Senate Committee Approves Kuhl; Democrats Block Estrada and Owen
In a strict party-line vote, the Senate Judiciary Committee voted 10-9 yesterday to approve President Bush's nomination of Carolyn Kuhl to the Ninth Circuit Court of Appeals for consideration by the full Senate. Kuhl, a far-right ideologue from California, was approved despite opposition from both of both California senators. "My vote on this nomination is due to a lack of certainty...on matters of intense importance to people of the Ninth Circuit," said Sen. Dianne Feinstein (D-CA), the judiciary committee's sole woman member. "In my judgment, I can have no certainty that these deeply held views will not resurface."
Carolyn Kuhl has a long history of opposing women's rights. During her tenure as Deputy Solicitor General in the Reagan Administration's Justice Department, Carolyn Kuhl advocated the overturn of Roe v. Wade. During this period, Kuhl also was one of the principal authors of a brief opposing the woman who was a victim of sexual harassment and siding with the employer in the landmark Meritor Savings Bank case. In 2001, as a judge on the LA Superior Court, Kuhl dismissed a lawsuit brought by a breast cancer survivor against a pharmaceutical company for invasion of privacy after a sales representative for the company stood in on a breast exam without her consent. This dismissal has caused some Republican Senators to express concern over Kuhl's nomination. Senator Arlen Specter (R-PA) said that while he would vote for Kuhl in committee, he had not decided how he would vote when her nomination was considered by the full Senate. In addition, "Senate aides said one or more of the four Republican women senators might have reservations about confirming her," the New York Times reported.
In other judicial news, Senate Democrats continued to hold the line on filibusters against Miguel Estrada and Priscilla Owen - with Republicans failing to garner cloture votes for the sixth time on Estrada and the second time on Owen. However, in observation of the second anniversary of President Bush's original judicial nominations, Republicans stepped up their efforts to stop filibusters against judicial nominees - despite the fact that 123 of Bush's nominees have been approved and only two are being filibustered, while 55 of Clinton's nominees never even got a hearing. "There is a desperate need now for moderate judges and for less partisanship in the nominating process," Columnist E.J. Dionne wrote in the Washington Post. "If Bush were willing to reach out and consult with his opponents, the judicial wars would end. Until that happens, the filibuster is the only way to prevent the president from creating a federal judiciary dominated by ideologues of his own persuasion, appointed to satisfy his political base."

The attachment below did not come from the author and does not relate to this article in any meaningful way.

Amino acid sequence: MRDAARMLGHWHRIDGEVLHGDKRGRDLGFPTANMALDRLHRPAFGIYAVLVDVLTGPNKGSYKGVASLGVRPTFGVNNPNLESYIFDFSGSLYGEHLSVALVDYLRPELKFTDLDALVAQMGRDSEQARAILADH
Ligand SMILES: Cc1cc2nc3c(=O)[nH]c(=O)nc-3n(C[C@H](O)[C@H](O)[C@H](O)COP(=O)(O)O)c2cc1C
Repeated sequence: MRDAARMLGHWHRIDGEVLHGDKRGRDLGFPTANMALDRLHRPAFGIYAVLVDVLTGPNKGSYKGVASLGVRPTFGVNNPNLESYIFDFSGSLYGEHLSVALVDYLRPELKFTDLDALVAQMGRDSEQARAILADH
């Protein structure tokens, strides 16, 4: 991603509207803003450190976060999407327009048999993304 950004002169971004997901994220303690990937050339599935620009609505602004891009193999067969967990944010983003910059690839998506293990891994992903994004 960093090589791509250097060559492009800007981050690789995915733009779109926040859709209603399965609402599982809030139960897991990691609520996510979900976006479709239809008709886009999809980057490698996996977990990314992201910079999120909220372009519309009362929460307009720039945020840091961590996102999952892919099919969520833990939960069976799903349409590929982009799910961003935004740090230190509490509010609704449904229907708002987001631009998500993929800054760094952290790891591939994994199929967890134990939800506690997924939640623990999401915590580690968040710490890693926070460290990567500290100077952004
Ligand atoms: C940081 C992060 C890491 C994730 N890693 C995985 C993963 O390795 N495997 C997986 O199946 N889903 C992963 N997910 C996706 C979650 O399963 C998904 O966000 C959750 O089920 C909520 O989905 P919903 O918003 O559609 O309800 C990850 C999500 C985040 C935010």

Media Resources: Feminist Majority 5/8/03; New York Times 5/9/03; Washington Post 5/9/03; Associated Press 5/8/03; LA Times 5/9/03
8/28/2015 Alaska Court Protects Abortion Access for Low-Income Women - The Alaska Superior Court struck down a state law yesterday that would have severely limited abortion access for low-income women in Alaska.
The state's Superior Court also struck down a Department of Health and Social Services regulation that placed narrow specifications on Medicaid coverage for abortions, requiring that Medicaid-funded abortions be determined by a physician to be "medically necessary." Last year, the Center for Reproductive Rights, the American Civil Liberties Union, and Planned Parenthood sued on behalf of the Planned Parenthood of the Great Northwest, claiming that the narrow definition of "medically necessary" arbitrarily established conditions designed to restrict the ability of low-income women to access abortion services.
The law was temporarily blocked last July by an Alaskan state court judge.
Superior Court Judge John Suddock ordered yesterday that the state be blocked from implementing this regulation, ruling that it placed an undue burden on low-income women seeking abortion services in Alaska.
"By providing health care to all poor Alaskans except women who need abortions, the challenged regulation violates the state constitutional guarantee of 'equal rights, opportunities, and protection under the law'," the ruling read.
"We applaud the superior court for striing down these cruel restrictions on women's health and rights that violate the Alaska Constitution," said Chris Charbonneau, CEO of Planned Parenthood of the Great Northwest and the Hawaiian Islands. . . .
8/26/2015 Saudi Women Prepare to Vote for the First Time - The fight for gender equality is making slow but notable progress in Saudi Arabia, where women will be allowed to vote for the first time in upcoming December elections.
This shift in Saudi law came in 2011, when a royal decree announced that women would be allowed to vote and run in local elections beginning in December of 2015. . . .